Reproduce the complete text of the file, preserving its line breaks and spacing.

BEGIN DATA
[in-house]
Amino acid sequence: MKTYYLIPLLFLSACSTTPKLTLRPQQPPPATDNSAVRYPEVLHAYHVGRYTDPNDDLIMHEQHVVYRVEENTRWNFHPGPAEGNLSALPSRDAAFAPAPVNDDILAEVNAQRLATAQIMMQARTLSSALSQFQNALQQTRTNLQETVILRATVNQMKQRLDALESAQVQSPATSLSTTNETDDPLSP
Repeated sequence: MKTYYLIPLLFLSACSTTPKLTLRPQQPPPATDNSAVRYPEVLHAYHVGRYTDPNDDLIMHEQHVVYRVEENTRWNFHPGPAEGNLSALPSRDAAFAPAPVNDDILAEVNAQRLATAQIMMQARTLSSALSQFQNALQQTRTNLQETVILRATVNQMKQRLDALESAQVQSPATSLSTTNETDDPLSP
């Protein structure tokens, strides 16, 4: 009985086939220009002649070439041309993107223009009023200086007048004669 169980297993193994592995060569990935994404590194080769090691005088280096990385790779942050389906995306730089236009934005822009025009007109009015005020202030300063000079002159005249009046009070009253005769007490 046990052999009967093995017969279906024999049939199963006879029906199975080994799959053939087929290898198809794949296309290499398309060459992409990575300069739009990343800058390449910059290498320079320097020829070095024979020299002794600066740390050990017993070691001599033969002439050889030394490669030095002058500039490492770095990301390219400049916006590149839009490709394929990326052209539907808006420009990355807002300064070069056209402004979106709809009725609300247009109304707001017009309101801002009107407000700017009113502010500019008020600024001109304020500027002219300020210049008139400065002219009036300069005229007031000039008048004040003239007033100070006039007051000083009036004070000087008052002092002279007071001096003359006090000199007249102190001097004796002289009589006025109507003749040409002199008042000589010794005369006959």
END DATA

[in-house]
Amino acid sequence: MKTYYLIPLLFLSACSTTPKLTLRPQQPPPATDNSAVRYPEVLHAYHVGRYTDPNDDLIMHEQHVVYRVEENTRWNFHPGPAEGNLSALPSRDAAFAPAPVNDDILAEVNAQRLATAQIMMQARTLSSALSQFQNALQQTRTNLQETVILRATVNQMKQRLDALESAQVQSPATSLSTTNETDDPLSP
Repeated sequence: MKTYYLIPLLFLSACSTTPKLTLRPQQPPPATDNSAVRYPEVLHAYHVGRYTDPNDDLIMHEQHVVYRVEENTRWNFHPGPAEGNLSALPSRDAAFAPAPVNDDILAEVNAQRLATAQIMMQARTLSSALSQFQNALQQTRTNLQETVILRATVNQMKQRLDALESAQVQSPATSLSTTNETDDPLSP
């Protein structure tokens, strides 16, 4: 009985086939220009002649070439041309993107223009009023200086007048004669 169980297993193994592995060569990935994404590194080769090691005088280096990385790779942050389906995306730089236009934005822009025009007109009015005020202030300063000079002159005249009046009070009253005769007490 046990052999009967093995017969279906024999049939199963006879029906199975080994799959053939087929290898198809794949296309290499398309060459992409990575300069739009990343800058390449910059290498320079320097020829070095024979020299002794600066740390050990017993070691001599033969002439050889030394490669030095002058500039490492770095990301390219400049916006590149839009490709394929990326052209539907808006420009990355807002300064070069056209402004979106709809009725609300247009109304707001017009309101801002009107407000700017009113502010500019008020600024001109304020500027002219300020210049008139400065002219009036300069005229007031000039008048004040003239007033100070006039007051000083009036004070000087008052002092002279007071001096003359006090000199007249102190001097004796002289009589006025109507003749040409002199008042000589010794005369006959």